WARNING: THIS IS A REAL LETTER FROM A REAL MOTHER.
THE CONTENTS OF THIS LETTER ARE GRAPHIC AND UN-EDITED.
Message Recieved: 5/10/2011
Date Shaken: 03/16/09
My story: On March 16, 2009 my life changed in a way I never thought possible. Before I go on, there are a couple things you should know about me. To start I have a beautiful two year old daughter named Lily, and she is my world. My daughter is my everything and the reason I am still in school today. She is the reason I get up in the morning.
When Lily was around six months old I met a boy named K. S. At first K. and I started off as friends, and eventually it led to a relationship. He immediately showed love and care for my daughter and treated her as if she were his own child.
About four months into the relationship K.'s mother kicked him out of their house. My mother allowed K. to stay with us for a couple weeks until he found a job and a new place to live. Little did we know weeks would turn into months. At the time I was attending School and had maxed out my absences so I couldn't miss anymore days. On March 16, I woke up very late for school, I want to say around 1:15, and school got out at three. I was very stressed and worried about losing credit.
K. then pointed out to me that by the time I got me and Lily ready, school would be over, and that he would watch her. By this time my family and I trusted K. with the baby and felt that it would be safe to leave her with him for short periods of time. Before I left for school I wrote down the phone number for my moms, my grandmas and my cell phone. I also left him the school number and told him that if he couldn't handle it to call me or my mom and one of us would come home. He said ok and not to worry and that everything would be fine...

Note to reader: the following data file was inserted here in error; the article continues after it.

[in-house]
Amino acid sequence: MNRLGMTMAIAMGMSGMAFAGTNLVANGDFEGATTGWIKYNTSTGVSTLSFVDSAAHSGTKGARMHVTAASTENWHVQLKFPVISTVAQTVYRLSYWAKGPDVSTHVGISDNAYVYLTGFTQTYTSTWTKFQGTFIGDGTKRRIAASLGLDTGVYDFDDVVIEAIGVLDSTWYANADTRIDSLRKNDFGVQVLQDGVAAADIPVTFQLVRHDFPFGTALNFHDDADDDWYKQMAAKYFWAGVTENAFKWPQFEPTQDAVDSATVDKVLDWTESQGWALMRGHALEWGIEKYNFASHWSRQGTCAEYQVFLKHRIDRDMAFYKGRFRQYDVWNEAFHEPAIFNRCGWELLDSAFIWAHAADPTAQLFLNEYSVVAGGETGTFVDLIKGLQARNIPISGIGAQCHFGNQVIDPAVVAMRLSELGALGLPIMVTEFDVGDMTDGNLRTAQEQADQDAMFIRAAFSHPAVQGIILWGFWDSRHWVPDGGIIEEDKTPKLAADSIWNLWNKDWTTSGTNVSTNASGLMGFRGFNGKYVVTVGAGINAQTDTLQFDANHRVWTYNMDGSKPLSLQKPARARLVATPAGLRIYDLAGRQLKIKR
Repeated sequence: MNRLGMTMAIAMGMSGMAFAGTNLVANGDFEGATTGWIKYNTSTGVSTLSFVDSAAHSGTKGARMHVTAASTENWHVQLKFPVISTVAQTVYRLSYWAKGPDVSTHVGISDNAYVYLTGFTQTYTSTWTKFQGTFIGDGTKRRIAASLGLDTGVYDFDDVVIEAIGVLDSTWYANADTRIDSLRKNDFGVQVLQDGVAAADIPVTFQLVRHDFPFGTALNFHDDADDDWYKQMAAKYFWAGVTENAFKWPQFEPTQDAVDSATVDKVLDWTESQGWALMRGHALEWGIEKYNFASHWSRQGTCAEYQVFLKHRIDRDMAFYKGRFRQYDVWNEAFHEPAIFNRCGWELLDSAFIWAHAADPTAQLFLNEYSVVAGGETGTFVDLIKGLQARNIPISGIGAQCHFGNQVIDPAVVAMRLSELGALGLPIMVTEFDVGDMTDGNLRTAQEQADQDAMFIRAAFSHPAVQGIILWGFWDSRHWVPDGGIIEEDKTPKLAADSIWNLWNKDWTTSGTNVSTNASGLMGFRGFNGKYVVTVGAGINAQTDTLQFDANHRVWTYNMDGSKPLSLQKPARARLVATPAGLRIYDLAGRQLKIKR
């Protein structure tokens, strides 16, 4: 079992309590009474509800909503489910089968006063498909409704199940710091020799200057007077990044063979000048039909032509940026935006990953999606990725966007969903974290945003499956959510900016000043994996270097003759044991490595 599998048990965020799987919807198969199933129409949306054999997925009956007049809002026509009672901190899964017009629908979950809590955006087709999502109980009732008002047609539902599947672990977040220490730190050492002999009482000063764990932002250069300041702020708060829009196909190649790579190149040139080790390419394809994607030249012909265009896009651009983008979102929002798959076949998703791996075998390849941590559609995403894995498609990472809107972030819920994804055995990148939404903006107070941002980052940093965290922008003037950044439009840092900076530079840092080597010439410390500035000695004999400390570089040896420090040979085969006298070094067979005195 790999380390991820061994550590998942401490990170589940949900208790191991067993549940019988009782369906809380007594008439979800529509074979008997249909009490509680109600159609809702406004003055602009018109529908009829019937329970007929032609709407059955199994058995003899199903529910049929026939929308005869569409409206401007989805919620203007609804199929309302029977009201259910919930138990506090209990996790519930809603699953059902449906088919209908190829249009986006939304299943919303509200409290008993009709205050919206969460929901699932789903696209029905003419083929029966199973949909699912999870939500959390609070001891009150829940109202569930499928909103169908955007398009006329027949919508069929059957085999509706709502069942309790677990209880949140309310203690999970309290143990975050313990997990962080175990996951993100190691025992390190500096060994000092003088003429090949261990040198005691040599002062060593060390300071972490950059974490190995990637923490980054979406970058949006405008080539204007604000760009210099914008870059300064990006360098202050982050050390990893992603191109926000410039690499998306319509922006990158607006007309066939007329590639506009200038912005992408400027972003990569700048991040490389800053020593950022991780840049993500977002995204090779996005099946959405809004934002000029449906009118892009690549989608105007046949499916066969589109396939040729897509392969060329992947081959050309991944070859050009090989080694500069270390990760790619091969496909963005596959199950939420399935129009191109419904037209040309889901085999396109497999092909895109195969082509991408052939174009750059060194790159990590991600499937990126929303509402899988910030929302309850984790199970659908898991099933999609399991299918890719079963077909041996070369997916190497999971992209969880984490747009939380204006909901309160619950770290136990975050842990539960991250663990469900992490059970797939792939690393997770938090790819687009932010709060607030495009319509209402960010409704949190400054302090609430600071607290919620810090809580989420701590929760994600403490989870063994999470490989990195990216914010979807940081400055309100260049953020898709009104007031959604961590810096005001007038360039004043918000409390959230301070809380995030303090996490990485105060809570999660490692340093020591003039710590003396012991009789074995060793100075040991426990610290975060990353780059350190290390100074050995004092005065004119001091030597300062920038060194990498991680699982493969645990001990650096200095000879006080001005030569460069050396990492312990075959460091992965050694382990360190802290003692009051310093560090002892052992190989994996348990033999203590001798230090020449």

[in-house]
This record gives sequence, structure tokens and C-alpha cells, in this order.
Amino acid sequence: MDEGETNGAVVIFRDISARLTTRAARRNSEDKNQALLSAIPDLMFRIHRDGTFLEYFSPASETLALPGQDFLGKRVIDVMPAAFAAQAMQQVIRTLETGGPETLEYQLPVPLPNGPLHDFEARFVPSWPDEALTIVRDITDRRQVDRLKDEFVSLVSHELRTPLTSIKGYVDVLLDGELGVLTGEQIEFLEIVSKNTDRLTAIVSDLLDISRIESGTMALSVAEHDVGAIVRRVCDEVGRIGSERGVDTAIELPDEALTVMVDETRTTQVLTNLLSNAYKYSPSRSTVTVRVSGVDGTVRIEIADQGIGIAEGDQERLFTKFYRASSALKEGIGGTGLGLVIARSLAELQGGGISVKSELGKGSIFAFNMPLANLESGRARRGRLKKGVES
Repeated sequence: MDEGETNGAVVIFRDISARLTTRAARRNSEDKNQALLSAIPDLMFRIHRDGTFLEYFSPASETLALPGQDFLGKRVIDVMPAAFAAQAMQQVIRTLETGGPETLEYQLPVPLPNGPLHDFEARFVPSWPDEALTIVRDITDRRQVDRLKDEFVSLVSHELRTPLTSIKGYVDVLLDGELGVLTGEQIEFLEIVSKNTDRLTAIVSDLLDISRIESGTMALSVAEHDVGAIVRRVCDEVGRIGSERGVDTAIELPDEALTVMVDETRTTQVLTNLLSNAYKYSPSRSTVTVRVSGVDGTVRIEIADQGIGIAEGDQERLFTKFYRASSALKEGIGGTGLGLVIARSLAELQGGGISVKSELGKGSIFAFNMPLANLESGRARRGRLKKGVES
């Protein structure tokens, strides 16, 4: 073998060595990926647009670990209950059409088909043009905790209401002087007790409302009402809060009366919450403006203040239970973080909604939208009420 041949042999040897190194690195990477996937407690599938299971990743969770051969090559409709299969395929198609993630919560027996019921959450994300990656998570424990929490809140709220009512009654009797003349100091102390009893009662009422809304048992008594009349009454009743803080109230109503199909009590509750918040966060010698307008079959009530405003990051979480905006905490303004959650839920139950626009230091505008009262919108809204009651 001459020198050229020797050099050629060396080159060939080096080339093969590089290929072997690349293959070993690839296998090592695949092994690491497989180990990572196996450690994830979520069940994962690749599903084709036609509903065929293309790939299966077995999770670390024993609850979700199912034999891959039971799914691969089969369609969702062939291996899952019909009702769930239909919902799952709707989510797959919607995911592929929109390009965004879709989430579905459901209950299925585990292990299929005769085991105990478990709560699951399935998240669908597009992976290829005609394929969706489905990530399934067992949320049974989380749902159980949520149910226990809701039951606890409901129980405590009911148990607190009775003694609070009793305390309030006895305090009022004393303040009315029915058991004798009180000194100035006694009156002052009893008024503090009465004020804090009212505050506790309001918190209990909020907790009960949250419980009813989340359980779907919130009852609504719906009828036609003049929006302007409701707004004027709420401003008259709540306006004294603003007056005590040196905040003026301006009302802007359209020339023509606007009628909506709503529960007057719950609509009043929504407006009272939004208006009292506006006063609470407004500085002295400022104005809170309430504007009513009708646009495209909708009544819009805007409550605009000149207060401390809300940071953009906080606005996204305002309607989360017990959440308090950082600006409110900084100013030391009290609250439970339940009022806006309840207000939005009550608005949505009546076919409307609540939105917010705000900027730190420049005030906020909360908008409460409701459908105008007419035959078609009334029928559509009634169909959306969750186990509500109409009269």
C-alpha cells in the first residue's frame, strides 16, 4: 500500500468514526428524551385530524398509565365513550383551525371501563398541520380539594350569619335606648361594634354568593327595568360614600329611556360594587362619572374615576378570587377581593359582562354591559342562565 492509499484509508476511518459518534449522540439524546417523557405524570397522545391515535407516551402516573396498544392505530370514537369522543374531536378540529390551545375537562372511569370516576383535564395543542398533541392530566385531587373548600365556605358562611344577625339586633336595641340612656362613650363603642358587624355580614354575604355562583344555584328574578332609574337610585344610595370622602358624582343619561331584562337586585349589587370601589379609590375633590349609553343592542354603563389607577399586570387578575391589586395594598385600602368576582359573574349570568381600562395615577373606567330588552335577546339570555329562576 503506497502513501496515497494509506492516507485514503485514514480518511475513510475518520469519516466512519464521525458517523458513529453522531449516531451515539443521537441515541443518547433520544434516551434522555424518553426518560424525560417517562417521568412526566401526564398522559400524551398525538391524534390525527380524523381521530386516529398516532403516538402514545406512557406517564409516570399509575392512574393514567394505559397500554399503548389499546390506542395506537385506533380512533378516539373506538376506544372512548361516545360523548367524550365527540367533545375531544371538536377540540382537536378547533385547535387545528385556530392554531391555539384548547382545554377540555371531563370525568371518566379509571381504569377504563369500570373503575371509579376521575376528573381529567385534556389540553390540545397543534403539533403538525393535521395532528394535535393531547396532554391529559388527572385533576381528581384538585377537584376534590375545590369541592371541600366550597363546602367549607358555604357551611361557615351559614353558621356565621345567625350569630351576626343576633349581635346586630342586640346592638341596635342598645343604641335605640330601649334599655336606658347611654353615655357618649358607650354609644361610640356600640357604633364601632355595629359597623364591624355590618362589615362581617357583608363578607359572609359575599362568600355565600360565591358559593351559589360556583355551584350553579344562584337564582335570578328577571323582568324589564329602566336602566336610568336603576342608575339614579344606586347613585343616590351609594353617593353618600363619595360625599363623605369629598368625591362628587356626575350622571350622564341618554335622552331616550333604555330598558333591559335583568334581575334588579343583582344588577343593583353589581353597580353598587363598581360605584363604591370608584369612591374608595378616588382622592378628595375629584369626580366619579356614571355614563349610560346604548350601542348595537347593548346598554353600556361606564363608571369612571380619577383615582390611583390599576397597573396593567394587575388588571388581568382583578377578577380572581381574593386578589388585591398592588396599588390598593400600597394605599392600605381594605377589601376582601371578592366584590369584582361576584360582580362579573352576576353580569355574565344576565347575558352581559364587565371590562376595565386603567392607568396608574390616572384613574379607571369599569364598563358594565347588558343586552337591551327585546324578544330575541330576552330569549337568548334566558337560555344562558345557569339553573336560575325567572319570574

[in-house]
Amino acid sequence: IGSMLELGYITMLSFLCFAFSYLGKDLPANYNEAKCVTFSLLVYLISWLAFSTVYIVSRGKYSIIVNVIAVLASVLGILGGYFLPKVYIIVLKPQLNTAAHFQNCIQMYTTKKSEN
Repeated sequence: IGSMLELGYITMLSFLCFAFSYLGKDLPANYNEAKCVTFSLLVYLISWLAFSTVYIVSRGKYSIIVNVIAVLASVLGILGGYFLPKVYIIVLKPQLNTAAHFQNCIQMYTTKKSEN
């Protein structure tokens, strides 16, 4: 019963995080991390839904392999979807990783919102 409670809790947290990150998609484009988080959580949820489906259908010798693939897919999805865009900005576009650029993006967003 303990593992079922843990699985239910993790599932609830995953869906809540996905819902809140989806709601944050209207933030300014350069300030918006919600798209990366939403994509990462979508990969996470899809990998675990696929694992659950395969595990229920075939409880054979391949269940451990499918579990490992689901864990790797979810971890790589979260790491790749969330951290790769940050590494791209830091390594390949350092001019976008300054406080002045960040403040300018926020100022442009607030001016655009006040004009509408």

When I came home from school that day K. told me that Lily was taking a nap in my room and not to wake her. I also noticed that he looked like he was having a great day and nothing was on his mind. I quietly poked my head in my room and saw that Lily was indeed "sleeping" so I continued to let her nap for a little longer. An hour or so went by and I thought to myself that it was not normal for my baby girl to be sleeping this long and that it was time to wake her up.
When I entered my room and uncovered Lily, I found her in nothing but a diaper. I lifted her out of bed and noticed that I couldn't move her arms or legs; she was stiff as a board. I rushed to the living room, where K. was sitting on the couch, with my unconscious baby in my arms. I asked K. if anything had happened while I was gone. He said nothing happened and that he had no idea of why she was acting the way she was. I immediately called my grandma and asked her to come over and to call an ambulance on the way.
The ambulance showed up about two minutes after my grandma did. They set my daughter on the couch and started working on her; it was the scariest thing in my life. Next thing I knew I was hearing the men say "we're losing her we need to get her to the hospital now!" They made me ride in the front of the truck so I couldn't see what was going on. There I sat in the waiting room for well over an hour pacing, dying to know what happened to my little girl. Finally Dr. J, the Neurologist who did her surgery pulled my mom, my grandma and I into the little meeting room in the corner. I still remember his words like it was yesterday.